The Gorbachev Anti-Alcohol Campaign and Russia’s Mortality Crisis
Political and economic transition is often blamed for Russia's 40 percent surge in deaths between 1990 and 1994. Highlighting that increases in mortality occurred primarily among alcohol-related causes and among working-age men (the heaviest drinkers), this paper investigates an alternative explanation: the demise of the 1985-1988 Gorbachev Anti-Alcohol Campaign. Using archival sources to build a new oblast-year dataset spanning 1978-2000, we find a variety of evidence suggesting that the campaign's end explains a large share of the mortality crisis, implying that Russia's transition to capitalism and democracy was not as lethal as commonly suggested. (JEL D72, I12, I18, P26, P36)
(This abstract was borrowed from another version of this item.)
Volume (Year): 10 (2012)
Issue (Month): 4 (December)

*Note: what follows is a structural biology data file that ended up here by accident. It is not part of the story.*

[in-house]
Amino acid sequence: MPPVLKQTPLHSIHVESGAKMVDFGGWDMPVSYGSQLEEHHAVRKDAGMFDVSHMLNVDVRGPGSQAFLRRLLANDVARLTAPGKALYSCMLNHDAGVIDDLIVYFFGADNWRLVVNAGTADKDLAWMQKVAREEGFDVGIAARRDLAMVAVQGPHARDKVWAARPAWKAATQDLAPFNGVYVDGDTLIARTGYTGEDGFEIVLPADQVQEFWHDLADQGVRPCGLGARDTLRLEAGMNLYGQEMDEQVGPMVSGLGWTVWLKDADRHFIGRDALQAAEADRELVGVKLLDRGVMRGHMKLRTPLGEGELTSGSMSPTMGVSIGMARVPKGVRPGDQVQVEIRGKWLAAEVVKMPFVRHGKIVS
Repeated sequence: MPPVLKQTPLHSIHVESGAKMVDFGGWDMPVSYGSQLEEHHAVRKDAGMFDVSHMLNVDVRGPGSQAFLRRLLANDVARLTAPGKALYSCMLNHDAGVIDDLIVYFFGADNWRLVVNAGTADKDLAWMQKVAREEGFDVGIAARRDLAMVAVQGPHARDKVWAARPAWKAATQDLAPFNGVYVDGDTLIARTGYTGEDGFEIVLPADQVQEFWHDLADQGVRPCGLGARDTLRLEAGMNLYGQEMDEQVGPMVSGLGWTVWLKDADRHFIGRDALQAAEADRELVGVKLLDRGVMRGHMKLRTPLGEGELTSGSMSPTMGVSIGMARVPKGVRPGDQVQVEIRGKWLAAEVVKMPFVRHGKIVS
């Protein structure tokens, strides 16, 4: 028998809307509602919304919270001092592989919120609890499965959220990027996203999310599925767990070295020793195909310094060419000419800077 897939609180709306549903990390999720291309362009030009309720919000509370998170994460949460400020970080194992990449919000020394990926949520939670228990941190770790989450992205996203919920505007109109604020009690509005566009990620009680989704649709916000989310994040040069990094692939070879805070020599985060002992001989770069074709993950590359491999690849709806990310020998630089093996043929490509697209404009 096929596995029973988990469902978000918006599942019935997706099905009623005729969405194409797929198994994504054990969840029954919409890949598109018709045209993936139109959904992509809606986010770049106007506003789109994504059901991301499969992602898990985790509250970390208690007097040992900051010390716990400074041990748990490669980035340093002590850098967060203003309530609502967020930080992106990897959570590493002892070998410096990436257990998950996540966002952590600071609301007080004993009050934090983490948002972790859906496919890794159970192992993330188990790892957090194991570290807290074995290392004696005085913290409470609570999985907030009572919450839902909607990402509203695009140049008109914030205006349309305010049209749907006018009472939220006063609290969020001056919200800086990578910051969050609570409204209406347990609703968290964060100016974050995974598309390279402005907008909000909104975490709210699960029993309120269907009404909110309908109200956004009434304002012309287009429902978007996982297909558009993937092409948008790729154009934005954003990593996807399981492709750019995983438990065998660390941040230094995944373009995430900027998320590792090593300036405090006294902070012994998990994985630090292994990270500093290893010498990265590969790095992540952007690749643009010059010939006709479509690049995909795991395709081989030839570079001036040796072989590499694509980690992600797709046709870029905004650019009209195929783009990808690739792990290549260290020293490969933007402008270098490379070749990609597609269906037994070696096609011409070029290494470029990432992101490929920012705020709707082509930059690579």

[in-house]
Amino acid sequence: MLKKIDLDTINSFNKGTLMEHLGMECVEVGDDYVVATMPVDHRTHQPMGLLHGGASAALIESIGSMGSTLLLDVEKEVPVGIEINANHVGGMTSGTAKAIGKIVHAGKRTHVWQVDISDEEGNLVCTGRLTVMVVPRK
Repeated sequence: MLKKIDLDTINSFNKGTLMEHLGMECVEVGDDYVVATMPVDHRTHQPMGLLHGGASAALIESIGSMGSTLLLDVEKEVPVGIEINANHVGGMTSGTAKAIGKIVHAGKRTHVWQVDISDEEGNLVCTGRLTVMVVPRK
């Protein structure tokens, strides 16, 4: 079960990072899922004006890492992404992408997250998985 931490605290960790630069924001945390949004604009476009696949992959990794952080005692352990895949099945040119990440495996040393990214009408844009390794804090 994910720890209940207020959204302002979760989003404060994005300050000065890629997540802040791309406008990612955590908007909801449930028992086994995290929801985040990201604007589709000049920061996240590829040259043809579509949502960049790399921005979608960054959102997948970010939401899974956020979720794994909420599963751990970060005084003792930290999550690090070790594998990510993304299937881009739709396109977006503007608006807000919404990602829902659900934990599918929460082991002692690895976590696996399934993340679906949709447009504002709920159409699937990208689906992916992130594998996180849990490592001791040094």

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- Jay Bhattacharya & Christina Gathmann & Grant Miller, 2012.
"The Gorbachev Anti-Alcohol Campaign and Russia's Mortality Crisis,"
NBER Working Papers
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- Christina Gathmann & Marijke Welisch, 2012. "The Gorbachev Anti-Alcohol Campaign and Russia’s Mortality Crisis," CESifo DICE Report, Ifo Institute - Leibniz Institute for Economic Research at the University of Munich, vol. 10(4), pages 62-68, December.
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